The fifth stage concerns itself with removing obstacles. At this stage, it is important for a leader to consider and eliminate the potential obstacles that can demotivate employees. The sixth stage focuses on creating short-term wins. In this phase, it is important to create a sense of success in order to enhance the motivation of employees (Burke, 2017). The seventh step deals with building on the change. In this respect, Kotter claims that many good organizations fail because they celebrate victory too early. He also states that implementing changes is a long-term process. The eight and the last stage focuses on anchoring the implemented changes in corporate culture. At this stage, it is important to make the change the routine practice so that everybody can quickly get used to it (Cawsey et al., 2016). Overall, Kotter’s model provides a similar but more extended approach compared to Lewin’s theory. Therefore, his model is considered more relevant today.

Change Path-Model

In general, Change Path-Model is the process of implementing changes within an organization following a certain path with predictable results. The main peculiarity of this model is that it focuses on using a particular template in implementing changes. Although at first sight, this model seems ineffective due to the principles of minimizing risks, it has already proven to be successful (Burke, 2017).

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This model consists of three main steps. The first step is setting a direction and creating motivation. The second step is beginning the process of applying changes. Lastly, the third step is making the implemented changes routine (Hornstein, 2015). Overall, this model provides an overview of the most important elements in the process of changing a direction placing a great focus on the psychological aspect of the people involved in this process.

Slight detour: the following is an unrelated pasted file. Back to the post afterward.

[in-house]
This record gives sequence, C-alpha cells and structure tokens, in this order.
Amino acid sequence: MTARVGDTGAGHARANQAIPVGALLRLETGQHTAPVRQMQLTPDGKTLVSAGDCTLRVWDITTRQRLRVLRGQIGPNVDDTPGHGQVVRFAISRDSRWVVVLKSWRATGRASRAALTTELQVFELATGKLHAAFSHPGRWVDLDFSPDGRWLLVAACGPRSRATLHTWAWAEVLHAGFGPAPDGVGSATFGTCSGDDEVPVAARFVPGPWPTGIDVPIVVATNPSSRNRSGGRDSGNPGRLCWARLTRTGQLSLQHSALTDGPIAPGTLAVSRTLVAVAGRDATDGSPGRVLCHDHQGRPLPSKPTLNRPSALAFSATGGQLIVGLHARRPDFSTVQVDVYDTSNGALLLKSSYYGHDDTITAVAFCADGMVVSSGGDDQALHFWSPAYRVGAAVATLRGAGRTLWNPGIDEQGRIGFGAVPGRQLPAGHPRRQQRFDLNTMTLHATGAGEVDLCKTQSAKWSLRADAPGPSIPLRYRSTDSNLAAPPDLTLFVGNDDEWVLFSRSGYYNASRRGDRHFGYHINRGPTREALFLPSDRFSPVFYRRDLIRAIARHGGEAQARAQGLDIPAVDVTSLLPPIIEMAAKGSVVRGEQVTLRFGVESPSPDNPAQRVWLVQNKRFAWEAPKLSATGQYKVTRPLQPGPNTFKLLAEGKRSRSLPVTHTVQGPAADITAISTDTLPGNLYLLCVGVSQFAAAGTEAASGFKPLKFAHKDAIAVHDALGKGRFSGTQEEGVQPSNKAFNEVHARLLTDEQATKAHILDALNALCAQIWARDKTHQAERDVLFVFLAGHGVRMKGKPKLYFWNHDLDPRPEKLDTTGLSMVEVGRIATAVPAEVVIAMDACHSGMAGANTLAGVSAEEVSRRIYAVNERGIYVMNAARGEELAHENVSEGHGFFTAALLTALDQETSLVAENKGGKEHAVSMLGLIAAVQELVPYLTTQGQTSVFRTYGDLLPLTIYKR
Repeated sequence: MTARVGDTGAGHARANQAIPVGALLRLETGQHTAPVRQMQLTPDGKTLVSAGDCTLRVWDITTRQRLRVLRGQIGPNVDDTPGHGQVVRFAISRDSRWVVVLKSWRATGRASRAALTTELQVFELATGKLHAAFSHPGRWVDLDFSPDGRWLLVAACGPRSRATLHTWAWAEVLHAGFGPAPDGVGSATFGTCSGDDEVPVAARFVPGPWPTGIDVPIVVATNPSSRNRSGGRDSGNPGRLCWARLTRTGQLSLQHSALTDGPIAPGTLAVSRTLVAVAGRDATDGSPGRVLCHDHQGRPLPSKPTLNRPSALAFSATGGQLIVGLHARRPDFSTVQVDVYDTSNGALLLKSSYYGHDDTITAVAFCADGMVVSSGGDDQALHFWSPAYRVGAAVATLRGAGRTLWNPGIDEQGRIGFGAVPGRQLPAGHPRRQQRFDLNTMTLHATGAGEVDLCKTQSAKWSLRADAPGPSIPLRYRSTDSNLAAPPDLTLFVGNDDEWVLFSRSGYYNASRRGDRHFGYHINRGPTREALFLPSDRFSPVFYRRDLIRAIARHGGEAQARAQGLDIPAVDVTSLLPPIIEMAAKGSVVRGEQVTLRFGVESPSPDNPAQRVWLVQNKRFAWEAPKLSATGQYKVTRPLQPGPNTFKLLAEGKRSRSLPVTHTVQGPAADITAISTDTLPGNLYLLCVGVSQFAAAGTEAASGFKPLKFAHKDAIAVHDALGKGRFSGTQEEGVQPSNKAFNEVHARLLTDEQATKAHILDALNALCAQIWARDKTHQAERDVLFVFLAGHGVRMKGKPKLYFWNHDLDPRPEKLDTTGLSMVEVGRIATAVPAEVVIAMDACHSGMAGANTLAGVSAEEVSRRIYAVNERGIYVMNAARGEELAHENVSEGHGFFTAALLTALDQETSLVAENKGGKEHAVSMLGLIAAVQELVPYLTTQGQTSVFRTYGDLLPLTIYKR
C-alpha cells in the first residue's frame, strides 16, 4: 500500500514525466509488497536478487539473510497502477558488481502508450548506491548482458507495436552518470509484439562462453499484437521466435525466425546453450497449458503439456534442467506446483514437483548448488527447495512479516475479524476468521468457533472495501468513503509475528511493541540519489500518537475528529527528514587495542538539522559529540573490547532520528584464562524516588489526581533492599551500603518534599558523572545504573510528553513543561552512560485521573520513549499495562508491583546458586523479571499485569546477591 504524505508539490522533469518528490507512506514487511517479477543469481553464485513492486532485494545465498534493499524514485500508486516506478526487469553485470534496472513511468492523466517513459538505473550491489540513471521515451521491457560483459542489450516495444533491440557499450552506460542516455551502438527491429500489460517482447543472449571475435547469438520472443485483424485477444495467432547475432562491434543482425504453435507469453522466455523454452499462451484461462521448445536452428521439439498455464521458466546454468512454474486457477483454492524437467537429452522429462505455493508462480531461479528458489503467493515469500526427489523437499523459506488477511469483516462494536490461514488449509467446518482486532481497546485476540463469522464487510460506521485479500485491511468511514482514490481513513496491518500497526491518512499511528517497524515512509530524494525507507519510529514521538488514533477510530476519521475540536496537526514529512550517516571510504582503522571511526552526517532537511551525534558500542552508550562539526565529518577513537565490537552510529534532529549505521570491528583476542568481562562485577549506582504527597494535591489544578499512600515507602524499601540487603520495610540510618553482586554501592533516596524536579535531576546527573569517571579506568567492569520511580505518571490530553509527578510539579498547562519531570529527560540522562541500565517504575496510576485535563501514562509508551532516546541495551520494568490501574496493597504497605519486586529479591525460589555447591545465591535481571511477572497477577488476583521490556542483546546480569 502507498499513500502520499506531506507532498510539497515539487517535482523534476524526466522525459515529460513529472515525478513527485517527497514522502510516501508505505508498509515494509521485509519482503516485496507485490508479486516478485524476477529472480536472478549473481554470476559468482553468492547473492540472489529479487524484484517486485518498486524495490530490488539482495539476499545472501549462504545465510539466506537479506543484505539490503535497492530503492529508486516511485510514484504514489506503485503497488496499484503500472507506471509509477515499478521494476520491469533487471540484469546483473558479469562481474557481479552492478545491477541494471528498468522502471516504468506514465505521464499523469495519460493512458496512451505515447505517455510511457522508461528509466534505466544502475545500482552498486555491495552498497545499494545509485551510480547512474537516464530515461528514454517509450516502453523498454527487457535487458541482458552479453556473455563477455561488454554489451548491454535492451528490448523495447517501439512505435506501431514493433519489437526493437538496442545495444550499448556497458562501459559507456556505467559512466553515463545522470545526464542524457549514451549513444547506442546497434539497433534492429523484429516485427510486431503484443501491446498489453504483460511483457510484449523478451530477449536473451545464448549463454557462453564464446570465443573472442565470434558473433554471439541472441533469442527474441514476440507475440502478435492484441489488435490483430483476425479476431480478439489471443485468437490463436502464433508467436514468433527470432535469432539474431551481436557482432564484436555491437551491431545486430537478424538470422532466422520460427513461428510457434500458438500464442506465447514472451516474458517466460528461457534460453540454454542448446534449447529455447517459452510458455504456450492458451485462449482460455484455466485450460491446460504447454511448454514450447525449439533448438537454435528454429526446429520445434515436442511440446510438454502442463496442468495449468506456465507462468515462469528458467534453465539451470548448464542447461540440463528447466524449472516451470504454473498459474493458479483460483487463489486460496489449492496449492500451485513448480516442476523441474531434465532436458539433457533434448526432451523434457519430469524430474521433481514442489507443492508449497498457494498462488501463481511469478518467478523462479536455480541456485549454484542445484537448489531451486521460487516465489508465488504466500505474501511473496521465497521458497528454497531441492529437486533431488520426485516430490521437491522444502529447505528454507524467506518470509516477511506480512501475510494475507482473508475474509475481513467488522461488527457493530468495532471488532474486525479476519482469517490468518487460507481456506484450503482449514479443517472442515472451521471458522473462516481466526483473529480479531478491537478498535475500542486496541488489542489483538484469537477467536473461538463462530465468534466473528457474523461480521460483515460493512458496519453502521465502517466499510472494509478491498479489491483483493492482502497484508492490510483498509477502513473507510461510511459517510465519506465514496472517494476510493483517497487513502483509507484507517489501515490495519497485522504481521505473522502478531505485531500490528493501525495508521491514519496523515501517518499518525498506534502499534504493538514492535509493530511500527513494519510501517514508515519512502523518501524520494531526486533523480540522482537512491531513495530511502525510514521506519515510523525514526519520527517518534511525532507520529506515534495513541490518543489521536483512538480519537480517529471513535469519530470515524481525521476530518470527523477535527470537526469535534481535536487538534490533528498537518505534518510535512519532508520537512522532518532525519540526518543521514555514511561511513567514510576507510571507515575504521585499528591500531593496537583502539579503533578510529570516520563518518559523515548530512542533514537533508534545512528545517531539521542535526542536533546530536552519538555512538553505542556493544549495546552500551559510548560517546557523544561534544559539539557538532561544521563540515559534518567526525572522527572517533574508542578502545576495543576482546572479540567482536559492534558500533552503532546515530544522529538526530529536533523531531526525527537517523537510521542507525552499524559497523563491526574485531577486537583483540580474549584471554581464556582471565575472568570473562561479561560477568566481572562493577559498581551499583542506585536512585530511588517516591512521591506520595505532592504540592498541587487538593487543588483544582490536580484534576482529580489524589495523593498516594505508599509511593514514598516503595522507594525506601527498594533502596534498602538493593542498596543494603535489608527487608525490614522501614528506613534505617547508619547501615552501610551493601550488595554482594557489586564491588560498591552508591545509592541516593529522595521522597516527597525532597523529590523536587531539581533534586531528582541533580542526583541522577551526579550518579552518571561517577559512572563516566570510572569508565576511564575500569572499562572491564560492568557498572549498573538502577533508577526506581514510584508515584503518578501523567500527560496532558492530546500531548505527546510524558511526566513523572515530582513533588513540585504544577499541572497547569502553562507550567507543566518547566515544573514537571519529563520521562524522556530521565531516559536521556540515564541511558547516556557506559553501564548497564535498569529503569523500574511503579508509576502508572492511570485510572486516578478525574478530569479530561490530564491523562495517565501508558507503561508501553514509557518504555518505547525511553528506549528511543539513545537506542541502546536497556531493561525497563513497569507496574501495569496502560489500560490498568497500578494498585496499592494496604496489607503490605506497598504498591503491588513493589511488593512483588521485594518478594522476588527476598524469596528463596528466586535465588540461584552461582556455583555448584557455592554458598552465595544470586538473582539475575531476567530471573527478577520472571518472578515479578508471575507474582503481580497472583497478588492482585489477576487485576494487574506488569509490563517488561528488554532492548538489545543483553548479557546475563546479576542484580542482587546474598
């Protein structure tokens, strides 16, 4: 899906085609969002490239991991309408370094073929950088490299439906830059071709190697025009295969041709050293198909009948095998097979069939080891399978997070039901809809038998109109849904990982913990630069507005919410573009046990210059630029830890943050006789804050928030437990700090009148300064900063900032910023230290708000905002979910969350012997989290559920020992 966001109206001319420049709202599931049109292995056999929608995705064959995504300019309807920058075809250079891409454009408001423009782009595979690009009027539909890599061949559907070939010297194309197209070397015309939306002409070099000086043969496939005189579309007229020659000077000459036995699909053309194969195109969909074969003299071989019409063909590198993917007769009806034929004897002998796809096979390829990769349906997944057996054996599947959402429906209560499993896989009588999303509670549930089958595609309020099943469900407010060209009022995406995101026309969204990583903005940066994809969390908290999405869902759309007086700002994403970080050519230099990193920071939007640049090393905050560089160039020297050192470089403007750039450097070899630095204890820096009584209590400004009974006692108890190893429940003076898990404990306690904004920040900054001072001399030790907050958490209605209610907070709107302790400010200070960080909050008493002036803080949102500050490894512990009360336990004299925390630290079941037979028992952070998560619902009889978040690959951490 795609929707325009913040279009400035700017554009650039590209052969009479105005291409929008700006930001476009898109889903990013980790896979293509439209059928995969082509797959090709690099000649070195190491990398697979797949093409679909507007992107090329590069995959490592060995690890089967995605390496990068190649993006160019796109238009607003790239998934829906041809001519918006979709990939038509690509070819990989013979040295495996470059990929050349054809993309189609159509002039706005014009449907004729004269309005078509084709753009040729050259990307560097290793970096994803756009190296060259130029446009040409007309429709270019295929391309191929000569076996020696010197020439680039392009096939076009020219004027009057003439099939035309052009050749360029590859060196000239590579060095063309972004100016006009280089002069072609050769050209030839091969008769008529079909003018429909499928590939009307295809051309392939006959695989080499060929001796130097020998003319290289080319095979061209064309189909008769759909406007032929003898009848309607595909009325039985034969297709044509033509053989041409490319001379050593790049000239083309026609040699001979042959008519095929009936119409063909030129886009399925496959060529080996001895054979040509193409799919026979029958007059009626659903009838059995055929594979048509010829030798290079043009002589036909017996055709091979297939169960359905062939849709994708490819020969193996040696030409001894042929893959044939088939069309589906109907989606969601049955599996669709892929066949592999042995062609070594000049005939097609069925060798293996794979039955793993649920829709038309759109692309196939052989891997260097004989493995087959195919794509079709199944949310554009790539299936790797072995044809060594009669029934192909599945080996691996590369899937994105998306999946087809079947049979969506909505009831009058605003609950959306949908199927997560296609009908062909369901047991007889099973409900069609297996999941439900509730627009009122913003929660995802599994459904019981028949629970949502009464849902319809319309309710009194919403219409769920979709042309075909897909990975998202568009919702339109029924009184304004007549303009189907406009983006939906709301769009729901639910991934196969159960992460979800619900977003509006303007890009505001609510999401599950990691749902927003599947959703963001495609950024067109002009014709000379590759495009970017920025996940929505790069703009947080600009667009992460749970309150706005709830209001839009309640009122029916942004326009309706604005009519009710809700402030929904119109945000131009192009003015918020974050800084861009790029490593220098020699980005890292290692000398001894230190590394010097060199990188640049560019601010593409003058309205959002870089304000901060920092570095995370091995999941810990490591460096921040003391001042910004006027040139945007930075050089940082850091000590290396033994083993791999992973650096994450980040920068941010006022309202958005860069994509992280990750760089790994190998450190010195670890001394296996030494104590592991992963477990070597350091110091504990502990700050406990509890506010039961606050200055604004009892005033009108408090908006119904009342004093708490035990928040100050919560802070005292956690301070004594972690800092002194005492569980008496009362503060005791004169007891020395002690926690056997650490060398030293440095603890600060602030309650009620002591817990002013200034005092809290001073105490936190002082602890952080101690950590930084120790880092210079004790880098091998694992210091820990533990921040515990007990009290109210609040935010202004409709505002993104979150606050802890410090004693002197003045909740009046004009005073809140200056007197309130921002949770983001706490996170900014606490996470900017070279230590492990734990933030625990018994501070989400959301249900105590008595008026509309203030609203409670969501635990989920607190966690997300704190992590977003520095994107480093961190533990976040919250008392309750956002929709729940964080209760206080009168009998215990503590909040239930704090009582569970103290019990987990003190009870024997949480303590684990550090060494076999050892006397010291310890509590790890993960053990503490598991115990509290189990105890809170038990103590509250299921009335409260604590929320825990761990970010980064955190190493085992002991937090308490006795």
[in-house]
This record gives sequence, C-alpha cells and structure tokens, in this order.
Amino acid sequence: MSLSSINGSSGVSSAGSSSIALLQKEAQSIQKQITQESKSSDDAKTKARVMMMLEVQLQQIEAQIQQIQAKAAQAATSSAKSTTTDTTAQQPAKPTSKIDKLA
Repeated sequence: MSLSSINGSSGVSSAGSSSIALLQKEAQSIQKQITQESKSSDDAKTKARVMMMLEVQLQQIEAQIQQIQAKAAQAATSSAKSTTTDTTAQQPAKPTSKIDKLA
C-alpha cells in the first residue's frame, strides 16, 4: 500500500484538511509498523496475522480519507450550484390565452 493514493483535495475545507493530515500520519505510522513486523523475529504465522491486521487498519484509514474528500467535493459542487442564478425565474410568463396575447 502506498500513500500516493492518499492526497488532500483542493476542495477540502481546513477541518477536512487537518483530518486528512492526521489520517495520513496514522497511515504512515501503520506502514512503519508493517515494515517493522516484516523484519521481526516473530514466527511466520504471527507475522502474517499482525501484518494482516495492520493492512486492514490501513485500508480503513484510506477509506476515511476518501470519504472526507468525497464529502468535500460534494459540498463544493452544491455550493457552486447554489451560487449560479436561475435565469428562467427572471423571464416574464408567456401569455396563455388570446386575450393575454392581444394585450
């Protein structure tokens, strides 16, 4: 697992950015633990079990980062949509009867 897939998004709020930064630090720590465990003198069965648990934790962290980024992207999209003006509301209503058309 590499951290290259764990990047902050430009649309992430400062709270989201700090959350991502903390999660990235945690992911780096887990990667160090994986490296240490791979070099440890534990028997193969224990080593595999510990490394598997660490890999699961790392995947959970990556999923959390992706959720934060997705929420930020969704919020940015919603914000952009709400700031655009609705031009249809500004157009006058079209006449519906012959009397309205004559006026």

Organizations apply changes in order to enhance the overall effectiveness of their business. Implementing changes is a very long and difficult process that requires much motivation, commitment, and strength from both leaders and their followers. The analyzed models provide a comprehensive description of techniques that will make any process of making changes successful.


Burke, W. W. (2017). Organization change: Theory and practice. Los Angeles, CA: Sage.

Burnes, B., & Cooke, B. (2013). Kurt Lewin’s field theory: A review and re‐evaluation. International Journal of Management Reviews, 15(4), 408-425.

Cawsey, T. F., Deszca, G., & Ingols, C. (2016). Organizational change: An action-oriented toolkit (3rd ed.). Los Angeles, CA: Sage.

Cummings, T. G., & Worley, C. G. (2014). Organization development and change. Boston, MA: Cengage learning.

Hayes, J. (2014). The theory and practice of change management. London, UK: Palgrave Macmillan.

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Hornstein, H. A. (2015). The integration of project management and organizational change management is now a necessity. International Journal of Project Management, 33(2), 291-298.